What, would you say, are the key ideas behind your approach to music and art?
Kelley: We try to let the song unfold to us rather than trying to force anything. I like to feel like I’m uncovering something in that moment of creation, and try to go towards it with curiosity and gentleness and patience.
Mina: Something I heard once that really stuck with me was the idea that we are vessels for creativity and if we stay open and available, creativity can visit us and move through us in different art forms. I like that idea because it takes some of the ego out of making art.
How would you describe your views on topics like originality and innovation versus perfection and timelessness in music? Are you interested in a “music of the future” or “continuing a tradition”?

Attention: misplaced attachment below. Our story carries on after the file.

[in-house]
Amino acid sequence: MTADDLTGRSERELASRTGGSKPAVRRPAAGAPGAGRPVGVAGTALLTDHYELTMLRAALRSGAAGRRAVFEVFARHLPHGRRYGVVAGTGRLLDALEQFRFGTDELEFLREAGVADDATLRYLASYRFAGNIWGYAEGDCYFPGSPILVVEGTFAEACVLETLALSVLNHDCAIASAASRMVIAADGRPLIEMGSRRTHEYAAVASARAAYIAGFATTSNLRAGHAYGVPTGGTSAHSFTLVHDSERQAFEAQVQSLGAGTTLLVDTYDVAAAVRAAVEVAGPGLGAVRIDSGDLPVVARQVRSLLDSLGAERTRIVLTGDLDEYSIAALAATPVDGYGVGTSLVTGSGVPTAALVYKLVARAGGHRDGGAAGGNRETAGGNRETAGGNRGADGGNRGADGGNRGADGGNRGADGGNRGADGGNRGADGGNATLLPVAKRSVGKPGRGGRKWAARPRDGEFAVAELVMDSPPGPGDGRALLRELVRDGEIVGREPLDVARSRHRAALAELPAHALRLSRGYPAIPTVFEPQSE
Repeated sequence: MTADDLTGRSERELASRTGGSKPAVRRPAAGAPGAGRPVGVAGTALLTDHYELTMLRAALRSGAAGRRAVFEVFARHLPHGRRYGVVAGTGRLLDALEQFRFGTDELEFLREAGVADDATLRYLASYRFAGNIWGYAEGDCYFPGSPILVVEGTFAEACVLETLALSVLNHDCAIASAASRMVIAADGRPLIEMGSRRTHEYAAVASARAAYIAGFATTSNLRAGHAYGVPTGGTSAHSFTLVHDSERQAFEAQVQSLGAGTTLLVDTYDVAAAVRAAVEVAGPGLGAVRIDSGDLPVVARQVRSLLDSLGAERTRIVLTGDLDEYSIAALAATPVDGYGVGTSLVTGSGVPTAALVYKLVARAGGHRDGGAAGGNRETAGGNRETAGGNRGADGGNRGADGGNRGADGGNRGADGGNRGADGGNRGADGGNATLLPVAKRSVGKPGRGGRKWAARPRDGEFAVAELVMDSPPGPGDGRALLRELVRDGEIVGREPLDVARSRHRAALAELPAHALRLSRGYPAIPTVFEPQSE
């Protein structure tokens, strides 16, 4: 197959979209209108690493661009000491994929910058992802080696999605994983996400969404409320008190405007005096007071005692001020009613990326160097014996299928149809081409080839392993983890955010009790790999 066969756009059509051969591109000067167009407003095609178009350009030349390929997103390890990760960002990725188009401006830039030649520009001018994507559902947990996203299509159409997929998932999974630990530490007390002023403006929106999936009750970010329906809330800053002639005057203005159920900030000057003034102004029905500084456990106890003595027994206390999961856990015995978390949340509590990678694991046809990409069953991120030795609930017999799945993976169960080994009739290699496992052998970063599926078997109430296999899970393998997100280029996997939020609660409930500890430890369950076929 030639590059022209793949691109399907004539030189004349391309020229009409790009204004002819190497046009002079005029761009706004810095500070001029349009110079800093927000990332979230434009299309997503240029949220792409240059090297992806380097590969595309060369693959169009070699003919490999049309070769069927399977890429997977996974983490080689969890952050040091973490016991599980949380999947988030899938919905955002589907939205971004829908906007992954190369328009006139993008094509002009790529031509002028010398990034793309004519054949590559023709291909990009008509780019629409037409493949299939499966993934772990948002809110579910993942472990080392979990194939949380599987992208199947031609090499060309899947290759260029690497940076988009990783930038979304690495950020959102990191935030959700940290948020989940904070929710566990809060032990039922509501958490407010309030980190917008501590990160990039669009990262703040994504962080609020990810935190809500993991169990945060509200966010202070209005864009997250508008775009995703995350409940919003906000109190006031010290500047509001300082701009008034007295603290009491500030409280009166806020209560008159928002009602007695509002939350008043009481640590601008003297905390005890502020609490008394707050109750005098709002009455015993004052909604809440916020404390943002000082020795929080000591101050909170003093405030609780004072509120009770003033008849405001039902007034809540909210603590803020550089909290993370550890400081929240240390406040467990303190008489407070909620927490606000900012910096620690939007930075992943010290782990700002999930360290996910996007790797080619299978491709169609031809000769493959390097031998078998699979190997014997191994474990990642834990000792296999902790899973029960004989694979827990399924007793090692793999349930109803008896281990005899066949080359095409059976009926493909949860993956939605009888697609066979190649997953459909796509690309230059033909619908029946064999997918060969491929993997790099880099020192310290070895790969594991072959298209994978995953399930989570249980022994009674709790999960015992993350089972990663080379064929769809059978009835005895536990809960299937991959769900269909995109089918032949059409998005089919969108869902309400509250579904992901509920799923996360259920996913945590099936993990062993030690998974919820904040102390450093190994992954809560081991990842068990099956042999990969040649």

Mina: I don’t think there’s much you can control about how a song exists in the world. I also don’t really think trying to make a song perfect is a good way to make a song perfect. Sometimes my favorite part of songs are their imperfections. Over time, I’ve learned that I can’t really make any music other than the music I can make, so I just gotta make that music. How it is perceived and received is not up to me even though it’s something I stress about, I try to let go of those things I can’t control.
Over the course of your development, what have been your most important instruments and tools - and what are the most promising strategies for working with them?